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February 17, 2005


Mark A. York

This is a case of colliding cultures an example of what can happen they the immigrant culture refuses to melt with the American macro-slumgullion stew as the late Ed Abby called it. The answer is more exposure and dropping some of the hard-rock fallacies of the culture at odds.

Doug McGill

Nicely put. Who does the dropping first? Exactly how do we do it? Got any plans and procedures? Also, I agree with your comment about "immigration culture refusing to melt with the American stew." However, as a journalist, I have a tough time bringing this up. When I write on this theme, I get e-mails from anti-immigrant groups inviting me to hate rallies. It's natural to want to just shut up when you get responses like that. You don't want to stir that stuff up. On the other hand, the press I fear is largely silenced by this PC pressure into quietude on the subject.


It seems straightforward. You decline the anti-immigrant invitations, stating clearly that you do not align with their policy objectives. And you keep writing the truth.

I understand a simple self-protective hesitation to be the object of public near-assault. But I cannot support a sense that threatening attitudes and behavior and outrage should be justified by capitulation. And "you don't want to stir this stuff up" seems to make a greater demon of those who are exercising their right to examine immigration policy, than of those who would attack free information.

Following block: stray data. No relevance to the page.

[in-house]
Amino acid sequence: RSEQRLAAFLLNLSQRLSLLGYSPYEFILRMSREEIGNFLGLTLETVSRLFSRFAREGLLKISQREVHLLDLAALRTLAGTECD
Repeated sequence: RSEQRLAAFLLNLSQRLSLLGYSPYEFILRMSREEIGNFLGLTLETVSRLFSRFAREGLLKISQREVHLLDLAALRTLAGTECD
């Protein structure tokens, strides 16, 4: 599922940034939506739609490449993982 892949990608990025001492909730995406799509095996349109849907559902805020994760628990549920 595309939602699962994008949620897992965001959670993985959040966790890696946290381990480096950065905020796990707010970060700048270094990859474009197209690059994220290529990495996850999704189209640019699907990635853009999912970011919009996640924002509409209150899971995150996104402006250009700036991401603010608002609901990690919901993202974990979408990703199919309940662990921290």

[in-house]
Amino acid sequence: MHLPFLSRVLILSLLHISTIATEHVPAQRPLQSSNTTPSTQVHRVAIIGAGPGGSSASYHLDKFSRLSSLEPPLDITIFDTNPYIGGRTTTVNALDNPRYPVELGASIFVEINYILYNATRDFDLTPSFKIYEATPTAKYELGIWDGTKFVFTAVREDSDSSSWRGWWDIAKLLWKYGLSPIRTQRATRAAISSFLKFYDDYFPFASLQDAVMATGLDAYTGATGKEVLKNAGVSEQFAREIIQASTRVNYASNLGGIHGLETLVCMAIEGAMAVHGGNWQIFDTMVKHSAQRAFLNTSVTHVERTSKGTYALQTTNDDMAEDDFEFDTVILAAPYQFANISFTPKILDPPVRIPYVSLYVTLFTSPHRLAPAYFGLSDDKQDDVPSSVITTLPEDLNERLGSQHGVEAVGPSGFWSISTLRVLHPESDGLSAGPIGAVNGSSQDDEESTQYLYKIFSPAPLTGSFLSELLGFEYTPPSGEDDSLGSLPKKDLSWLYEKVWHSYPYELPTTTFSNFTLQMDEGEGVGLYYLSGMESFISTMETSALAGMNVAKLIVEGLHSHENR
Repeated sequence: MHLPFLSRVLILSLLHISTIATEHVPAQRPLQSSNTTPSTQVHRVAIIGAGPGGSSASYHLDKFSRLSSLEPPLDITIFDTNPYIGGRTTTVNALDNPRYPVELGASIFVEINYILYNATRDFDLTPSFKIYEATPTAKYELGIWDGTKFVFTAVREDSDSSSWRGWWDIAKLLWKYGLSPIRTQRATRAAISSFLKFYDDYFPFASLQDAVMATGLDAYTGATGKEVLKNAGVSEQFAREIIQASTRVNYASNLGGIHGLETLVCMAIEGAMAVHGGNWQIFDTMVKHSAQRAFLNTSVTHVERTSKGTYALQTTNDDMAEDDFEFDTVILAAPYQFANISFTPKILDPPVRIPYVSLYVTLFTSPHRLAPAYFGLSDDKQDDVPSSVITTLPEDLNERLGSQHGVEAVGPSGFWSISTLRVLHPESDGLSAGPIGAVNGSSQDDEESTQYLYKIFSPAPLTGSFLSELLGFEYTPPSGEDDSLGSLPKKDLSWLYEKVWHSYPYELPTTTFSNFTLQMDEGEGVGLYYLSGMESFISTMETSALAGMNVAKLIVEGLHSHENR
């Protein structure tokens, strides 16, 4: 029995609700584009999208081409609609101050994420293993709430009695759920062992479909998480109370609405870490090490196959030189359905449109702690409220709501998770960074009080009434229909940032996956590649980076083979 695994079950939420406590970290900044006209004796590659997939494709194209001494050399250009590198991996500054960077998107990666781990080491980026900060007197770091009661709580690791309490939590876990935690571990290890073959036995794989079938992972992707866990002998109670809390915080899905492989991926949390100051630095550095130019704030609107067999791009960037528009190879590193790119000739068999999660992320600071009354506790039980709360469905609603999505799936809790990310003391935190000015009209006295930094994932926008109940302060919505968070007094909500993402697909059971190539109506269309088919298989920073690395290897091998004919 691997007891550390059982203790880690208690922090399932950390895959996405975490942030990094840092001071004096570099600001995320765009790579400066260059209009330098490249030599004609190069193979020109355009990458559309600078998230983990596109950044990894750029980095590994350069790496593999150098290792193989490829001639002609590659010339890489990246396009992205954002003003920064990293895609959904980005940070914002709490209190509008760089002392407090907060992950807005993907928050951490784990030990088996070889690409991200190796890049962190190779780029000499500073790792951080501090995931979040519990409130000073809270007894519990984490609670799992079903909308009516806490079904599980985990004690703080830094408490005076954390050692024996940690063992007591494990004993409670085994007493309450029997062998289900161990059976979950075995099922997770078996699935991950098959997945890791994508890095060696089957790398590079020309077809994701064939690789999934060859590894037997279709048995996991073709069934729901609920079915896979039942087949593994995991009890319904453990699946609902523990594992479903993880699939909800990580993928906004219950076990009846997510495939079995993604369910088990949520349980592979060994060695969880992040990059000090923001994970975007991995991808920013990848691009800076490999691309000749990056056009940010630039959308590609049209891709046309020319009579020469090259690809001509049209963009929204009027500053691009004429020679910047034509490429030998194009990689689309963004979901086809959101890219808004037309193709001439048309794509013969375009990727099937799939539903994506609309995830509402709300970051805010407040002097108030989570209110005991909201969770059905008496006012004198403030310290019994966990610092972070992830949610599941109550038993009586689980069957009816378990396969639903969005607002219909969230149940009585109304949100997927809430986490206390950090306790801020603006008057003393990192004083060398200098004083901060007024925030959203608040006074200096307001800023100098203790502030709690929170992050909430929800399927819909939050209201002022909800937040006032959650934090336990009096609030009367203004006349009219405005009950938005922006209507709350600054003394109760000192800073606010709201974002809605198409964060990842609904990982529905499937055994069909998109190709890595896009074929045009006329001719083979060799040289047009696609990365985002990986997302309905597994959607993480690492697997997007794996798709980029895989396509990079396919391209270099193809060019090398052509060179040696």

A good friend of mine flying East sat next to one of the hijackers a few days before 9/11, as he was apparently doing reconnaisance. Should she have shut up?

Journalists have to deal with those who unreasonably wish to muzzle them. Republicans might think Gannon makes them look bad. Is that a reason to downplay it? Some Italians don't like coverage of traditional urban organized crime.

If you want to reach out, offer a press forum to the local Muslim community to express themselves on the matter, and answer and respond to them with care and candor.

Mark A. York

Yeah that's the parallel realities problem of cultural relativism. I think there are universal human values though that those of any culture can agree on.

It helps to have those from a scientific background, but lacking that it takes tack and an appeal to logic. Myth-busting and feeling, not thinking, is the biggest problem we face in communication today.

This blogosphere is terribly polarizing. It seems to be getting worse as any visit to pressthink will bear out. I say debunk both mythologies and exremes equally and stick to the universal facts we all have in common.

It's easier to say than do though, to add a cliche.

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